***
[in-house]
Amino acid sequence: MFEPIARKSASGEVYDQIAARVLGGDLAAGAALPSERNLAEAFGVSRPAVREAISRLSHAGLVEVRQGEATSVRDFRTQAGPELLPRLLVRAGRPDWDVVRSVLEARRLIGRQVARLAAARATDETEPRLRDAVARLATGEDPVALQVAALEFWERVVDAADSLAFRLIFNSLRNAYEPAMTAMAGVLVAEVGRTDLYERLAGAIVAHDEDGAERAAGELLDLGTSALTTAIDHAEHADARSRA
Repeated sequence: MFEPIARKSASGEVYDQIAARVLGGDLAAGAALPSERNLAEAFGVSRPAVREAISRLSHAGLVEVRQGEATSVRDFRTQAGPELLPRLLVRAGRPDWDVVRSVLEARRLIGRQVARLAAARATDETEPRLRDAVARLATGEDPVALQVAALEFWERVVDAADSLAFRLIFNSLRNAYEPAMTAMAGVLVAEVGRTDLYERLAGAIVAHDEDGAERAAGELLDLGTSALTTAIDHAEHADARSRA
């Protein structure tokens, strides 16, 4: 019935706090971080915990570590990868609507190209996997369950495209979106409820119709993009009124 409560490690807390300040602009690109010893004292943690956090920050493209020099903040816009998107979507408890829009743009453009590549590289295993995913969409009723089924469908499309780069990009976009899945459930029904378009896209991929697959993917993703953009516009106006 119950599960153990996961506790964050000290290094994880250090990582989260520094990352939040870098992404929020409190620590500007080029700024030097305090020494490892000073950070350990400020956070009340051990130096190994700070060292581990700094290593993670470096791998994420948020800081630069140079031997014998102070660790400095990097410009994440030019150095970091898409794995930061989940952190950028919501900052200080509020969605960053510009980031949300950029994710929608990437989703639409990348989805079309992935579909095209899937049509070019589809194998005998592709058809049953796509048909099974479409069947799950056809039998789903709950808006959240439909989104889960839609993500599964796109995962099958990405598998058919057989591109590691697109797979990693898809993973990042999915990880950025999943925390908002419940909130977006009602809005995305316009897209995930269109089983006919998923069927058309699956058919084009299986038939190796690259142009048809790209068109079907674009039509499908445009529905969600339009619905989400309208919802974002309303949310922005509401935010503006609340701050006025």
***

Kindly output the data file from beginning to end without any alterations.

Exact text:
[in-house]
Amino acid sequence: MFEPIARKSASGEVYDQIAARVLGGDLAAGAALPSERNLAEAFGVSRPAVREAISRLSHAGLVEVRQGEATSVRDFRTQAGPELLPRLLVRAGRPDWDVVRSVLEARRLIGRQVARLAAARATDETEPRLRDAVARLATGEDPVALQVAALEFWERVVDAADSLAFRLIFNSLRNAYEPAMTAMAGVLVAEVGRTDLYERLAGAIVAHDEDGAERAAGELLDLGTSALTTAIDHAEHADARSRA
Repeated sequence: MFEPIARKSASGEVYDQIAARVLGGDLAAGAALPSERNLAEAFGVSRPAVREAISRLSHAGLVEVRQGEATSVRDFRTQAGPELLPRLLVRAGRPDWDVVRSVLEARRLIGRQVARLAAARATDETEPRLRDAVARLATGEDPVALQVAALEFWERVVDAADSLAFRLIFNSLRNAYEPAMTAMAGVLVAEVGRTDLYERLAGAIVAHDEDGAERAAGELLDLGTSALTTAIDHAEHADARSRA
């Protein structure tokens, strides 16, 4: 019935706090971080915990570590990868609507190209996997369950495209979106409820119709993009009124 409560490690807390300040602009690109010893004292943690956090920050493209020099903040816009998107979507408890829009743009453009590549590289295993995913969409009723089924469908499309780069990009976009899945459930029904378009896209991929697959993917993703953009516009106006 119950599960153990996961506790964050000290290094994880250090990582989260520094990352939040870098992404929020409190620590500007080029700024030097305090020494490892000073950070350990400020956070009340051990130096190994700070060292581990700094290593993670470096791998994420948020800081630069140079031997014998102070660790400095990097410009994440030019150095970091898409794995930061989940952190950028919501900052200080509020969605960053510009980031949300950029994710929608990437989703639409990348989805079309992935579909095209899937049509070019589809194998005998592709058809049953796509048909099974479409069947799950056809039998789903709950808006959240439909989104889960839609993500599964796109995962099958990405598998058919057989591109590691697109797979990693898809993973990042999915990880950025999943925390908002419940909130977006009602809005995305316009897209995930269109089983006919998923069927058309699956058919084009299986038939190796690259142009048809790209068109079907674009039509499908445009529905969600339009619905989400309208919802974002309303949310922005509401935010503006609340701050006025």